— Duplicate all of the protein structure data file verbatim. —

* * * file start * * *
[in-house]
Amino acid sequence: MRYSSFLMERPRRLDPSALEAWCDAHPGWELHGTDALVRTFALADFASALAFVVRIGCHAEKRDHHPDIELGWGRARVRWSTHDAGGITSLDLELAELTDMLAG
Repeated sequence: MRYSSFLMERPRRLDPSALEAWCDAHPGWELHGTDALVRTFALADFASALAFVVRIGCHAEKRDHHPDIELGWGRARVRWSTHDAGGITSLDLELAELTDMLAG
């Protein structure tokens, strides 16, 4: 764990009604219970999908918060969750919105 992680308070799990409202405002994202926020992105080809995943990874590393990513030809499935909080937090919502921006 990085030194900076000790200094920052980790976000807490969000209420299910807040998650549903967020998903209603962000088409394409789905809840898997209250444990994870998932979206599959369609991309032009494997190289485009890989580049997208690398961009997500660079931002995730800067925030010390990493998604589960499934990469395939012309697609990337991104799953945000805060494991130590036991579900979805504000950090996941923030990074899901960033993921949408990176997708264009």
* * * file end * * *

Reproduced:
[in-house]
Amino acid sequence: MRYSSFLMERPRRLDPSALEAWCDAHPGWELHGTDALVRTFALADFASALAFVVRIGCHAEKRDHHPDIELGWGRARVRWSTHDAGGITSLDLELAELTDMLAG
Repeated sequence: MRYSSFLMERPRRLDPSALEAWCDAHPGWELHGTDALVRTFALADFASALAFVVRIGCHAEKRDHHPDIELGWGRARVRWSTHDAGGITSLDLELAELTDMLAG
């Protein structure tokens, strides 16, 4: 764990009604219970999908918060969750919105 992680308070799990409202405002994202926020992105080809995943990874590393990513030809499935909080937090919502921006 990085030194900076000790200094920052980790976000807490969000209420299910807040998650549903967020998903209603962000088409394409789905809840898997209250444990994870998932979206599959369609991309032009494997190289485009890989580049997208690398961009997500660079931002995730800067925030010390990493998604589960499934990469395939012309697609990337991104799953945000805060494991130590036991579900979805504000950090996941923030990074899901960033993921949408990176997708264009």